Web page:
Work to clean up Cooper's Landing in preparation for re-opening following historic floods continued Sunday despite forecasts that the Missouri River, rising again after heavy rains across north Missouri and nearby regions, will once again inundate the popular Boone County riverside venue.
A large dumpster filled with debris is outside, sloppy mud covers every part of the property that hasn't been hosed off and Smith Hatchery Road remains closed just south of Cooper's. The river road from the Easley area is also closed. Cooper's Landing can be reached via Smith Hatchery Road from the north but that route will close again soon as the river rises.
The Missouri River is forecast to rise five feet by Tuesday before receding again.
Perry Hodgden was hosing mud out of the store and kitchen areas while Rodney Brown removed debris. Brown said he moved into an apartment on the property 10 months ago that is flooded when the river reaches 25.4 feet on the Boonville gauge, four feet above flood level.
This year's flooding, which has come in two rounds, the second higher than the first, has become one of the longest-duration floods in recorded history of the river.
"I have been flooded out eight times and not even been here a year," Brown said.
On the ground floor, where the water was about 3 and a half feet deep, the mud was four to six inches deep after the waters receded, Brown said.
"It will be less than a foot deep in here if it goes to where they said the gauge is going," Brown said.
Plans to re-open Cooper's Landing Sunday with a blues jam are looking more unlikely as the river rises, owner Richard King said. King completed his purchase of the venue in May, just before floodwaters rose high enough to close it.
With drywall stripped off walls and soaked wall studs, King is considering his options, he wrote in a text message.
"I prefer to think in the long term in regards to dealing with floods," King said.
When the flooding will end for weary residents along the Missouri River is uncertain. The National Weather Service forecast Sunday that it will be at least early July in Boonville and Glasgow and “until further notice” in Jefferson City.
The only bright spot is that after a soggy weekend, sunny skies are forecast to return to the region by Tuesday with only a slight chance of rain for the rest of the week.
The heavy rains are causing road closures across northern Missouri, with 360 state highways closed at water crossings or in flood plains throughout the state, the Missouri Department of Transportation was reporting on its website Sunday morning.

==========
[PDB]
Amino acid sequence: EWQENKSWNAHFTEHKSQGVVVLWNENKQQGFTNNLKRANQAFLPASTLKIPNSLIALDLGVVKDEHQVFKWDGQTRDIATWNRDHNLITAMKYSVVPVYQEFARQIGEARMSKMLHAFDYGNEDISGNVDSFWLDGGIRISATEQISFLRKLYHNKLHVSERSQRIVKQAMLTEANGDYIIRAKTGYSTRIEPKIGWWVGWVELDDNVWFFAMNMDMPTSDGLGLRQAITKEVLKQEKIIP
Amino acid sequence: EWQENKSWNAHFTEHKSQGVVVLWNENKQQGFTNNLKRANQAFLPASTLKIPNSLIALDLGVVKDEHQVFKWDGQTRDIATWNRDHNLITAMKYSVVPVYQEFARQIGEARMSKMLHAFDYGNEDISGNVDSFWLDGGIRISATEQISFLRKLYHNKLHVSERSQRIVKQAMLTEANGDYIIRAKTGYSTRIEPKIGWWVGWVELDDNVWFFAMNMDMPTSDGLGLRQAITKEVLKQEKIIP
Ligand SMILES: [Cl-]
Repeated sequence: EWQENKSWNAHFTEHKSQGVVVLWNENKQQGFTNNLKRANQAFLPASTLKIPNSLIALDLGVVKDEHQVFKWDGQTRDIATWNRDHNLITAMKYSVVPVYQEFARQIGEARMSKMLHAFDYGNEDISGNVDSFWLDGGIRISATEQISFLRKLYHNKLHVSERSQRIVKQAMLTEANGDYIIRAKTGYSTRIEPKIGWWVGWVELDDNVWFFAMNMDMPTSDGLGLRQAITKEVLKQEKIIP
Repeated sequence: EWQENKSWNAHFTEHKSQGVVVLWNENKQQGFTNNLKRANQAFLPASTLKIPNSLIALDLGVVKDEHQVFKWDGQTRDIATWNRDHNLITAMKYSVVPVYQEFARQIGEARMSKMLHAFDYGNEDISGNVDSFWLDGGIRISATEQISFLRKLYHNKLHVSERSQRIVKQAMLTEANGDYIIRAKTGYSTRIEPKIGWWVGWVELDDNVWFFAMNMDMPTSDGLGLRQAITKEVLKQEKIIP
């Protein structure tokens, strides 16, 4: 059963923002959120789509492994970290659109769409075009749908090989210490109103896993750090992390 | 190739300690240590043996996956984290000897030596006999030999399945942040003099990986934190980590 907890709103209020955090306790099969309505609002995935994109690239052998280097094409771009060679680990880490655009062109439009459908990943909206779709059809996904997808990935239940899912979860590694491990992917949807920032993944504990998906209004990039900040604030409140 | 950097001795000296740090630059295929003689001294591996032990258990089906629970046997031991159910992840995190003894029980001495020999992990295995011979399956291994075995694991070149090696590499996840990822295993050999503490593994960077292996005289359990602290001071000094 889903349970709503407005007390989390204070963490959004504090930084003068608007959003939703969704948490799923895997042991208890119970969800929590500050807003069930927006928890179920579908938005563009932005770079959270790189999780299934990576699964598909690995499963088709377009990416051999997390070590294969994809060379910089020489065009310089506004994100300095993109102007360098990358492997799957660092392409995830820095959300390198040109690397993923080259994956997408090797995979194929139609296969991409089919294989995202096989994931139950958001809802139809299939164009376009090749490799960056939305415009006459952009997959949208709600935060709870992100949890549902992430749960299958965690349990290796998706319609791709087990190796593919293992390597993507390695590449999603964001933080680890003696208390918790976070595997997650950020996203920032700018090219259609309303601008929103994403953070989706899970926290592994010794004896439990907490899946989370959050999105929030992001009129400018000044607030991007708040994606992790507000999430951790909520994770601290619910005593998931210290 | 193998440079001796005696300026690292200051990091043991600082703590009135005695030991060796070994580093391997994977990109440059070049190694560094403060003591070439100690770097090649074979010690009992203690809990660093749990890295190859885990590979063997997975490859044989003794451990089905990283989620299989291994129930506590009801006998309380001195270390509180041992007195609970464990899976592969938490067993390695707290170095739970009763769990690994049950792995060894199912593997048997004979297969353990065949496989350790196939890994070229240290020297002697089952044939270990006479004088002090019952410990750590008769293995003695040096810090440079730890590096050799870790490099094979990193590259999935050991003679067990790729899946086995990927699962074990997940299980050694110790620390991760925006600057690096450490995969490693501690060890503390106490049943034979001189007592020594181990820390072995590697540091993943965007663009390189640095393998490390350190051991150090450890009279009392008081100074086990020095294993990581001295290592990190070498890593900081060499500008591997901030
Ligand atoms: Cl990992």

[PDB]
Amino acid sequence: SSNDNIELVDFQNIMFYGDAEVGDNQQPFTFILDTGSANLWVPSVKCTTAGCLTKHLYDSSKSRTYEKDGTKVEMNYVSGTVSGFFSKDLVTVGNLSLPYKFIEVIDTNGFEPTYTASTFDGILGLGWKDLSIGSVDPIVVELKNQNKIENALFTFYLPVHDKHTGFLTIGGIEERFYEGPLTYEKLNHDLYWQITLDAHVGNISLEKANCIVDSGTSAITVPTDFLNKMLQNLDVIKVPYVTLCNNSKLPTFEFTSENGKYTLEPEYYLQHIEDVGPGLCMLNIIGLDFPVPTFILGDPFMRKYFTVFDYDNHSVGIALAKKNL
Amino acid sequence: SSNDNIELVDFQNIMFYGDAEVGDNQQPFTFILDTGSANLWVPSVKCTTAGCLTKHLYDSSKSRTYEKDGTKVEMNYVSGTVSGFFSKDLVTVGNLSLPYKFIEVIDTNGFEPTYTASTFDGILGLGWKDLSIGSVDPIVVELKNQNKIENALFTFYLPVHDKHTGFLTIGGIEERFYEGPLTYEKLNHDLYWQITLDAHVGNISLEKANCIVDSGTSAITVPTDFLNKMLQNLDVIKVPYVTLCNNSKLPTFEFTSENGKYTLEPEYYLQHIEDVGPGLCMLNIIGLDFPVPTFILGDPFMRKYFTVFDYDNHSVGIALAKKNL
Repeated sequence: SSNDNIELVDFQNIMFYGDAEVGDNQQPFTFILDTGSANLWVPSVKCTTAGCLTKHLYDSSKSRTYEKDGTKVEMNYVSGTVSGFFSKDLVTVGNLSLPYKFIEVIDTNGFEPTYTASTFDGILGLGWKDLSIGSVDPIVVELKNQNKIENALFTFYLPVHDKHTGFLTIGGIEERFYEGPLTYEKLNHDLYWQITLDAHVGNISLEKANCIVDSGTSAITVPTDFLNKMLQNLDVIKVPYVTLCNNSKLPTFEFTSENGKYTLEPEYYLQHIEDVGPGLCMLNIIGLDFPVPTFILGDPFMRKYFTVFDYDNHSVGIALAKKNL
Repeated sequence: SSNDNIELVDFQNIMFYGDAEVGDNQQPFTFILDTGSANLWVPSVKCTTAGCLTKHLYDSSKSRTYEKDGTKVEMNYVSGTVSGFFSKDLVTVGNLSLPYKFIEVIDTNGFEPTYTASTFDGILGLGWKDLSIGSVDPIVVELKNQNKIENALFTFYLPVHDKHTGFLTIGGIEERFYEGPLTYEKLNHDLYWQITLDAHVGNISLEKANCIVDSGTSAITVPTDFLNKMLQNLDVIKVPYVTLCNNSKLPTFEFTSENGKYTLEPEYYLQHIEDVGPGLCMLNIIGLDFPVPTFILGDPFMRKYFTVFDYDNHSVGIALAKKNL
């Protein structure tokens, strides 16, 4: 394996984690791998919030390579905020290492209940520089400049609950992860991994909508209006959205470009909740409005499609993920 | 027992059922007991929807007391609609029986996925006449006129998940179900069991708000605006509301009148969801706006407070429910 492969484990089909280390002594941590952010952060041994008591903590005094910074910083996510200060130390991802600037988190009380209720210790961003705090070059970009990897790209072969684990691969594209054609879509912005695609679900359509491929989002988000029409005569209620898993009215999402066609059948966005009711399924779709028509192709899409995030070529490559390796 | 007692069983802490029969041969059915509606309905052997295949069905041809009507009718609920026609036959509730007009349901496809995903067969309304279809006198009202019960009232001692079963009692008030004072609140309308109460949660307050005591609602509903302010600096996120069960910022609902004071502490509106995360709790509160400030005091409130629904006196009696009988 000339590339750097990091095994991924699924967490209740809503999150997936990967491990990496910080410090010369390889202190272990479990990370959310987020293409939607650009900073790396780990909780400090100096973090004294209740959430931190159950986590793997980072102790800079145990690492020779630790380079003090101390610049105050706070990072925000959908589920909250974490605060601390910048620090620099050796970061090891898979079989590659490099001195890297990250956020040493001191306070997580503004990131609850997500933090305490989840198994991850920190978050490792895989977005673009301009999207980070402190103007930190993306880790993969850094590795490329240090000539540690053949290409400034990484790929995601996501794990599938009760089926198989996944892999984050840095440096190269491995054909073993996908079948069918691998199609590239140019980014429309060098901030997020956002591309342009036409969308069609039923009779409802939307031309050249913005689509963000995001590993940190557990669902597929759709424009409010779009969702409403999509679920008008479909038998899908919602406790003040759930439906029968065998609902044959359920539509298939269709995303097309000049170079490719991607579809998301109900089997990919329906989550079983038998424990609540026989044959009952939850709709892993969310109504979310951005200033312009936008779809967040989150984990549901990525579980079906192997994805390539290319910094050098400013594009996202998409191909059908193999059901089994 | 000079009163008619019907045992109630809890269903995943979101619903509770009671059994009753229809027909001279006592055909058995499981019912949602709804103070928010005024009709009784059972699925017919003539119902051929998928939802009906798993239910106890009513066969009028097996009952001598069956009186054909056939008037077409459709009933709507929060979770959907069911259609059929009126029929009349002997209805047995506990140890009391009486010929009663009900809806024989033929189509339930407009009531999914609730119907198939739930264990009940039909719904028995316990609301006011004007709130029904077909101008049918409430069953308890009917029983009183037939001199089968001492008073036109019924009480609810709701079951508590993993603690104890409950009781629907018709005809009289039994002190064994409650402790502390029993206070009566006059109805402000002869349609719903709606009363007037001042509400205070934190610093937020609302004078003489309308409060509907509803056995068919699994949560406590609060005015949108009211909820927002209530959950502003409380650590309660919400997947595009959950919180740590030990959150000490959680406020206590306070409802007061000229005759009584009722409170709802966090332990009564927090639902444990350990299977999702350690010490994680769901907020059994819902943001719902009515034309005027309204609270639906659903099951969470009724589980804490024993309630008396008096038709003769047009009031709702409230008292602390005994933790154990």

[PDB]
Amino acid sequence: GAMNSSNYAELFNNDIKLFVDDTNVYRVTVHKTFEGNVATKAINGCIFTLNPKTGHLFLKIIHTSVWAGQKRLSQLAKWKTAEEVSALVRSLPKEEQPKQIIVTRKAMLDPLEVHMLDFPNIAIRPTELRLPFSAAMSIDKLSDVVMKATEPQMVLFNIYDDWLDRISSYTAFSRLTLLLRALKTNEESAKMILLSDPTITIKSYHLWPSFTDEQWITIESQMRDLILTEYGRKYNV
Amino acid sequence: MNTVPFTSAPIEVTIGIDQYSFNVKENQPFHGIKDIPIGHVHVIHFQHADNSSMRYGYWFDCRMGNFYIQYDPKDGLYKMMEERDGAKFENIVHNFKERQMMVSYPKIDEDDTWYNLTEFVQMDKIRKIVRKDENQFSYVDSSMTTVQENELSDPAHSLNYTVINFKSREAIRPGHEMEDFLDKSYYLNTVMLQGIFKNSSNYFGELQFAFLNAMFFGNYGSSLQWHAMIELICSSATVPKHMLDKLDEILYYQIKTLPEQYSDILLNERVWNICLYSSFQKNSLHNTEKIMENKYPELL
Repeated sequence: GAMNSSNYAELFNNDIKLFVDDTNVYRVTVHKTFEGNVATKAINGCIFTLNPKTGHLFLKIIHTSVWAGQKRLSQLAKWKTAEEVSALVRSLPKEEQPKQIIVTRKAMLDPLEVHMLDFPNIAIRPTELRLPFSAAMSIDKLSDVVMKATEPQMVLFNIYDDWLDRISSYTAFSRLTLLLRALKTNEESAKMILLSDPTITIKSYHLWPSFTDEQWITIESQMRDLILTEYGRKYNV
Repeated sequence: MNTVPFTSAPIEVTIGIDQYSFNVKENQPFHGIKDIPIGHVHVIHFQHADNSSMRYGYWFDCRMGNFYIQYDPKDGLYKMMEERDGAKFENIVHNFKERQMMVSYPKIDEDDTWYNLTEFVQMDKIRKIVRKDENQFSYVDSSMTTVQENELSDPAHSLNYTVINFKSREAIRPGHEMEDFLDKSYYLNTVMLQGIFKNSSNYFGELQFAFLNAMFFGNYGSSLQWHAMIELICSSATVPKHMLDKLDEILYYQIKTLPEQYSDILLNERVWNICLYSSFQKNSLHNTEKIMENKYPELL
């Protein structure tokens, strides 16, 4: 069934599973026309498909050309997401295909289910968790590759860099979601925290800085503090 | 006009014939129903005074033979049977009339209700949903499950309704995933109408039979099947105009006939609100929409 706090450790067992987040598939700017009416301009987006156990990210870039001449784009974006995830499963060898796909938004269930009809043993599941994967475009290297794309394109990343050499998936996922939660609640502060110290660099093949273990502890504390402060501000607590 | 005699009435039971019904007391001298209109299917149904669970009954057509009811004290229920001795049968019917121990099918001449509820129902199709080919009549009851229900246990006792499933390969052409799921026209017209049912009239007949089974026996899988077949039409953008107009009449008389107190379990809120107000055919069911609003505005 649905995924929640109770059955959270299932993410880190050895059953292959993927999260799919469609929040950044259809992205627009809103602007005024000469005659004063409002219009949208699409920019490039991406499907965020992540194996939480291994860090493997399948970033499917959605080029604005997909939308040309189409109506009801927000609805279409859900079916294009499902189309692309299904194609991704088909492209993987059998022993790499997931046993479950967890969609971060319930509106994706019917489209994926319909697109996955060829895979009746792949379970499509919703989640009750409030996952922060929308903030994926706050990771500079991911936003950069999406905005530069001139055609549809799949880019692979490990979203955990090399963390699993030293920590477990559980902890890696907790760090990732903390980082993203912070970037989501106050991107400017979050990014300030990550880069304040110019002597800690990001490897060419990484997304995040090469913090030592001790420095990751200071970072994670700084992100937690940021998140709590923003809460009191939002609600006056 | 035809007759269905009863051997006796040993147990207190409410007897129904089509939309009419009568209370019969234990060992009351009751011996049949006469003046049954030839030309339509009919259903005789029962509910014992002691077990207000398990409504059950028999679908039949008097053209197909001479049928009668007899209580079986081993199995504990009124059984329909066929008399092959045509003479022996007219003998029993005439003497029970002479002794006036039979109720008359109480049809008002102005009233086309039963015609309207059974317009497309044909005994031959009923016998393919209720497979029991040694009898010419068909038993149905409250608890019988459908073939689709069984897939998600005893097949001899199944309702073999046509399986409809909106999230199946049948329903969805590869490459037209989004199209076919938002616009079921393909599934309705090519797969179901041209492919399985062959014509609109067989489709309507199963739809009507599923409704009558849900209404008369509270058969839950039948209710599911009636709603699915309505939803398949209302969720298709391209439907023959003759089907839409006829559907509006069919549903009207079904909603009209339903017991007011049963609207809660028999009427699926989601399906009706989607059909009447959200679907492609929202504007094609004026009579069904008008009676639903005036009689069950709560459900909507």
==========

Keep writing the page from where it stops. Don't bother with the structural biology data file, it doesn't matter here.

The river will crest Tuesday in Glasgow and Boonville and Wednesday in Jefferson City, the National Weather Service stated. The levels will be below the highest water seen this year but will be enough to fill again the areas opened by levee breaches throughout the flood plain.
Roads that have not re-opened after being closed for river flooding will remain closed until the new crest passes and many routes that closed when levees broke or were over-topped will may close again.
The river was above flood stage in Central Missouri from March 14 until April 7 and rose above flood stage again on May 1. The river has been within one or two feet of flood stage at Glasgow, Boonville and Jefferson City ever since.
The 2:30 p.m. Sunday reading at Glasgow was 30.65 feet, up 2.3 feet since Friday and forecast to crest at 35.7 feet Tuesday morning, 10.7 feet above flood stage. That is about 3 feet above the crest in this year’s first round of flooding in March and April but below the 37.35 feet recorded May 29 and the third highest river crest on record.
At Boonville, the 2:30 p.m. level was 27.07 feet, up 2.4 feet since Friday and forecast to crest at 31.9 feet by Tuesday afternoon, 10.9 feet above flood stage. That is also about 2 feet above the crest in the March-April flooding. The highest level this year, 33.73 feet on May 31, is the second highest flood crest recorded at Boonville.
For Jefferson City, the 2:30 p.m. reading was 26.89 feet, up 2.4 feet since Friday and expected to crest Wednesday at 31.5 feet, 8.5 feet above flood stage. That is 3 feet higher than the April 1 crest, during the first floods of the year. The river reached 33.44 on the Jefferson City gauge on June 5, the fourth highest crest on record at that location.